Sara Barker. Double son of rubble, 2017. Automotive paint, folded aluminium, stainless steel and brass rod, perspex, 203.2 x 297.2 x 57.1 cm (80 x 117.5 x 22.5 in). Image courtesy the artist; Mary Mary, Glasgow. Photograph: Max Slaven.

Painter Helen Johnson has previously described a similar function of the medium: “I am not interested in using painting to defend itself, make statements or draw conclusions, but to open spaces for reflective thought, where a multiplicity of positions can be recognised, particularly as a means of resisting the imposition of a fixed narrative.”1

Barker’s work is likewise far from showy. The Faces of older images offers a restrained examination of the relevance of painting to our contemporary moment. It demonstrates that painting can describe the present without resorting to irony or realism.



Installation view, Sara Barker, The faces of older images, Mary Mary, Glasgow. Image courtesy the artist; Mary Mary, Glasgow. Photograph: Max Slaven.

Critics are keen to draw attention to the “in-betweenness” of Barker’s practice. At the 2016 Fruitmarket show, the artist presented a series of human-sized sculptures made from fragile strips of painted aluminium. The pieces were between sculpture and painting, between 2D and 3D, between portraits and blueprints. However, this latest show is Barker’s most figurative work to date. Down their carved names the rain drop ploughs (2017), the most representational exhibit in the show, draws two seated figures, while 3 fabric figures on the heath changes the sky (2017) is a recognisably Scottish landscape. The accompanying text similarly draws comparisons to prominent figurative work, including Japanese ink drawings and William Blake’s visionary woodcuts.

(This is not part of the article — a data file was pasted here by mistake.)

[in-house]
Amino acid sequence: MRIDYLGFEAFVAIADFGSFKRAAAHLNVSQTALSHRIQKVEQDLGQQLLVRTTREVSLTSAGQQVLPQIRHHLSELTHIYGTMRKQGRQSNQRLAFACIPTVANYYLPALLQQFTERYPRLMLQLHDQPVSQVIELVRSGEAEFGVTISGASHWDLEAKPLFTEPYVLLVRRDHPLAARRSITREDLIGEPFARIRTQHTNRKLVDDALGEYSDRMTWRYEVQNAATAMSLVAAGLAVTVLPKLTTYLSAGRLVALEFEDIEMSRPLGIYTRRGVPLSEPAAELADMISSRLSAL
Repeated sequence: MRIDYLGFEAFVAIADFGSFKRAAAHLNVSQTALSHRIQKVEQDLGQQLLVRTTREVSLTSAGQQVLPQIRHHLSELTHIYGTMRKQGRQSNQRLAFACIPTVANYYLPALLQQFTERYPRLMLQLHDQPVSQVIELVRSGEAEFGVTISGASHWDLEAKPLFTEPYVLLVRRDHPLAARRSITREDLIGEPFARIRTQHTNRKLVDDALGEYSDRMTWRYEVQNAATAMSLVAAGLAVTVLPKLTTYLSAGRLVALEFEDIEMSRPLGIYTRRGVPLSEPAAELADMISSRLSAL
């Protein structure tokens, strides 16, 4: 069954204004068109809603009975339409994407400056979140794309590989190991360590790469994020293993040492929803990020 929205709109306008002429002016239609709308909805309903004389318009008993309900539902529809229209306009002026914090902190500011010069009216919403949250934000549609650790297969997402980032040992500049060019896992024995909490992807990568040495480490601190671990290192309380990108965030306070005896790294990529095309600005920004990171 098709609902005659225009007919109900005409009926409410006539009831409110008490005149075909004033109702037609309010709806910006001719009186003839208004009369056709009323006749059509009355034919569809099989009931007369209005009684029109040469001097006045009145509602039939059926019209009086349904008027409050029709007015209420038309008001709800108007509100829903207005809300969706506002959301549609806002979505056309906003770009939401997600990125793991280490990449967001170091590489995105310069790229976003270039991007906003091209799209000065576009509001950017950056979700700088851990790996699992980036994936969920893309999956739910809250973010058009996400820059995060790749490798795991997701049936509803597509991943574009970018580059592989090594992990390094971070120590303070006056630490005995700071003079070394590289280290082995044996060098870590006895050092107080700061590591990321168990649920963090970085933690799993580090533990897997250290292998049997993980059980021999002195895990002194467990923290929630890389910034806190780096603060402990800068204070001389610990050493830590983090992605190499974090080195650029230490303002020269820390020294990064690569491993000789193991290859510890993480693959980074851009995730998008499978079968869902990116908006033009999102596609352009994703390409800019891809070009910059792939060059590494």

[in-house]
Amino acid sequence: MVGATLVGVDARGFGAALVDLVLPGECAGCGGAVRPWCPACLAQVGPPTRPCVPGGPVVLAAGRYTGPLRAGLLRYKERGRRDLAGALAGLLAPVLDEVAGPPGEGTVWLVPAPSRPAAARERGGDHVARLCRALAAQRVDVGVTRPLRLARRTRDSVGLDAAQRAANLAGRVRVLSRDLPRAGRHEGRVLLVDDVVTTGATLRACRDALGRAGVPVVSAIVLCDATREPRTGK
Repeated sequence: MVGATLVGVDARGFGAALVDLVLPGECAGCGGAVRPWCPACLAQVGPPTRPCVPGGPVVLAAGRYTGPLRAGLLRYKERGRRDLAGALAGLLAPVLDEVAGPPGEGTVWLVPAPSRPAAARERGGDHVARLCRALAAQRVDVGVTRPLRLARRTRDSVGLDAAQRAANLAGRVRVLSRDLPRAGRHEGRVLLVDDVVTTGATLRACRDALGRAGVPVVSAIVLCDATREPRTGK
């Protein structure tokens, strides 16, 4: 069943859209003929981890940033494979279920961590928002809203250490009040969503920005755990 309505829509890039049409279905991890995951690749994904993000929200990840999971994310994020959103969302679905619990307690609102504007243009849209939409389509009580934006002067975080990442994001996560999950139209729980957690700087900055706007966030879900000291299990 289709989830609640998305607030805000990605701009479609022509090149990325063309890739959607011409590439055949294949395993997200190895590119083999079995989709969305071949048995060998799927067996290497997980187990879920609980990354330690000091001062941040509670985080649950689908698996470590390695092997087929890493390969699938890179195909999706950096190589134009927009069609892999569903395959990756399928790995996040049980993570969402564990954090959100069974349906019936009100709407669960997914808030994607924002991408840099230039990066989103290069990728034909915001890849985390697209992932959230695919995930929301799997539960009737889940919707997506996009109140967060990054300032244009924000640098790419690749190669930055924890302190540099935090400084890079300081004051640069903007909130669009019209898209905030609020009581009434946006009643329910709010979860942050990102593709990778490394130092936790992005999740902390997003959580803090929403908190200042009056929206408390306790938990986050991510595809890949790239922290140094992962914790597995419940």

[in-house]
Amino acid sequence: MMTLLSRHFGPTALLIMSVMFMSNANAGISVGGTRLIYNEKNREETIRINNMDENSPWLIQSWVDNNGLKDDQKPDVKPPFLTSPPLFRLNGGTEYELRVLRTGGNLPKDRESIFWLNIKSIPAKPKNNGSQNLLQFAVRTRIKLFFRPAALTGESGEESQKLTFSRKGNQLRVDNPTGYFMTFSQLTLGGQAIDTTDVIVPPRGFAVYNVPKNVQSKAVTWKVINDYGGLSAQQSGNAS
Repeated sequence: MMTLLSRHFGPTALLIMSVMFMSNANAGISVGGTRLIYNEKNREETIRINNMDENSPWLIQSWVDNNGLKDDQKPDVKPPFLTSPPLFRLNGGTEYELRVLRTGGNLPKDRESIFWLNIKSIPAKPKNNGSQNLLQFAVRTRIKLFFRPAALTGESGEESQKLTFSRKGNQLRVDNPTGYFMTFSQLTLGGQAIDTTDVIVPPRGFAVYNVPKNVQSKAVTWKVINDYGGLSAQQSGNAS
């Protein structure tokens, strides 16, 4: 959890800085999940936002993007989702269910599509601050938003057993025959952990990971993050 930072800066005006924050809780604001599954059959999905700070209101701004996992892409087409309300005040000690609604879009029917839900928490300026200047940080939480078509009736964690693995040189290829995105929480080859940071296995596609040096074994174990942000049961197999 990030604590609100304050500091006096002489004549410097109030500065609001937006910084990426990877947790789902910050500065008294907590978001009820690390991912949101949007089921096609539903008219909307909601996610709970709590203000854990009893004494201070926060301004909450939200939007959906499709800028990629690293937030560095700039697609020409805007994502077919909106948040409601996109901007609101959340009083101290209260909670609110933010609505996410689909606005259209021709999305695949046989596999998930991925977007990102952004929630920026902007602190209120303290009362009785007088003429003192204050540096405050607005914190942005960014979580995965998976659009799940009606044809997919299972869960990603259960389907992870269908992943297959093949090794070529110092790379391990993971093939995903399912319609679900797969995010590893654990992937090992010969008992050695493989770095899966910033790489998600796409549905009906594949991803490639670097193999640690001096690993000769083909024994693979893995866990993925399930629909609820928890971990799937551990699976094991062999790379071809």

But Barker’s work is not simply figurative painting. Each piece’s sculptural element denies a superficial reading of the work. For instance, the exhibition text describes the aluminium crate canvas as a “find tray” as found in an archaeological dig.

In each instance, what has Barker found? For Forecasts a handful of blots and clouds and shapes (2017), the archaeological find might be 19th-century impressionism, liberally applied to the aluminium; in Their carved names the rain drop ploughs (2017) the figures recall Gaugin’s Tahitians; and in 3 fabric figures on the heath changes the sky (2017), the discovery is a patchwork loch-side landscape. The painted surfaces of Barker’s sculptures are historic objects up for investigation.

Mary Mary Gallery describes Barker’s pieces as “monumental”, a fitting adjective for a protracted study of in-betweenness, history and painting as a medium. What is most impressive about the artist’s measured approach is that she avoids tropes; her works are sincere. The faces of older images forms slowly to a poetic vision. Returning to Ashbery, in his poem Bungalows: For it all builds up into something, meaningless or meaningful / As architecture, because planned and then abandoned when completed, / To live afterwards, in sunlight and shadow, a certain amount of years”.

Reference
1. Eight painters on painting by Jennifer Higgie, Frieze, 11 January 2013.